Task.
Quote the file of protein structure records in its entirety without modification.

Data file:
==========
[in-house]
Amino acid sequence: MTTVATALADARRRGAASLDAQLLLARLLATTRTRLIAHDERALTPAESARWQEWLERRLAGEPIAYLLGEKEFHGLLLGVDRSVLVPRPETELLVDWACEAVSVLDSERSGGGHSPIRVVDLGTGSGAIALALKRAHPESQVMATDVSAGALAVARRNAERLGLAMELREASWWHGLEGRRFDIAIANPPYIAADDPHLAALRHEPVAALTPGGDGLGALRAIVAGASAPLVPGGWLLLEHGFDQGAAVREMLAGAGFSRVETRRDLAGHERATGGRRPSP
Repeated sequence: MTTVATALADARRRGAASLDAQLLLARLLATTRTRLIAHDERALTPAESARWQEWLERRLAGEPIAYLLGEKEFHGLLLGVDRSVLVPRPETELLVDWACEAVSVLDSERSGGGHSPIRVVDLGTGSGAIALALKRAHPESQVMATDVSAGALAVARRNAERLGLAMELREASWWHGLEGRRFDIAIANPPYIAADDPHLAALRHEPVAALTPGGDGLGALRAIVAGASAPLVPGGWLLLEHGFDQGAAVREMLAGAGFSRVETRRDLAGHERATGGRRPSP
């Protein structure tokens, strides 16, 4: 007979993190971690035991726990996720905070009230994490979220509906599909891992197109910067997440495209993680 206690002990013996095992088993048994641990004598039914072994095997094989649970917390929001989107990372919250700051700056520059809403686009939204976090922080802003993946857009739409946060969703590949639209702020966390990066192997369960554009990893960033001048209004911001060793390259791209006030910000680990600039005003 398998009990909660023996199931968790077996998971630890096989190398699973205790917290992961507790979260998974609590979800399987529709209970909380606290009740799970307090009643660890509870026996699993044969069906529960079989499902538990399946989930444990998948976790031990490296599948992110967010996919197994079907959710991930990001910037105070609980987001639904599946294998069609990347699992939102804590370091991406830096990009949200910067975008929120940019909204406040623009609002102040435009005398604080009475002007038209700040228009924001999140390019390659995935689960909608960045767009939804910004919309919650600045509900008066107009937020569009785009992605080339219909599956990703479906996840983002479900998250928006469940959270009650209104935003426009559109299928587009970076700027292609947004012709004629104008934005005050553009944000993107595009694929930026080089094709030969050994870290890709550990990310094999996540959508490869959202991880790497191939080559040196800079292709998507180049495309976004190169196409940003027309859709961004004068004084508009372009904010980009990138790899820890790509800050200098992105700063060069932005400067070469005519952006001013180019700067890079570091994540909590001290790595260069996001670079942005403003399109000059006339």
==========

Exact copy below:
[in-house]
Amino acid sequence: MTTVATALADARRRGAASLDAQLLLARLLATTRTRLIAHDERALTPAESARWQEWLERRLAGEPIAYLLGEKEFHGLLLGVDRSVLVPRPETELLVDWACEAVSVLDSERSGGGHSPIRVVDLGTGSGAIALALKRAHPESQVMATDVSAGALAVARRNAERLGLAMELREASWWHGLEGRRFDIAIANPPYIAADDPHLAALRHEPVAALTPGGDGLGALRAIVAGASAPLVPGGWLLLEHGFDQGAAVREMLAGAGFSRVETRRDLAGHERATGGRRPSP
Repeated sequence: MTTVATALADARRRGAASLDAQLLLARLLATTRTRLIAHDERALTPAESARWQEWLERRLAGEPIAYLLGEKEFHGLLLGVDRSVLVPRPETELLVDWACEAVSVLDSERSGGGHSPIRVVDLGTGSGAIALALKRAHPESQVMATDVSAGALAVARRNAERLGLAMELREASWWHGLEGRRFDIAIANPPYIAADDPHLAALRHEPVAALTPGGDGLGALRAIVAGASAPLVPGGWLLLEHGFDQGAAVREMLAGAGFSRVETRRDLAGHERATGGRRPSP
């Protein structure tokens, strides 16, 4: 007979993190971690035991726990996720905070009230994490979220509906599909891992197109910067997440495209993680 206690002990013996095992088993048994641990004598039914072994095997094989649970917390929001989107990372919250700051700056520059809403686009939204976090922080802003993946857009739409946060969703590949639209702020966390990066192997369960554009990893960033001048209004911001060793390259791209006030910000680990600039005003 398998009990909660023996199931968790077996998971630890096989190398699973205790917290992961507790979260998974609590979800399987529709209970909380606290009740799970307090009643660890509870026996699993044969069906529960079989499902538990399946989930444990998948976790031990490296599948992110967010996919197994079907959710991930990001910037105070609980987001639904599946294998069609990347699992939102804590370091991406830096990009949200910067975008929120940019909204406040623009609002102040435009005398604080009475002007038209700040228009924001999140390019390659995935689960909608960045767009939804910004919309919650600045509900008066107009937020569009785009992605080339219909599956990703479906996840983002479900998250928006469940959270009650209104935003426009559109299928587009970076700027292609947004012709004629104008934005005050553009944000993107595009694929930026080089094709030969050994870290890709550990990310094999996540959508490869959202991880790497191939080559040196800079292709998507180049495309976004190169196409940003027309859709961004004068004084508009372009904010980009990138790899820890790509800050200098992105700063060069932005400067070469005519952006001013180019700067890079570091994540909590001290790595260069996001670079942005403003399109000059006339």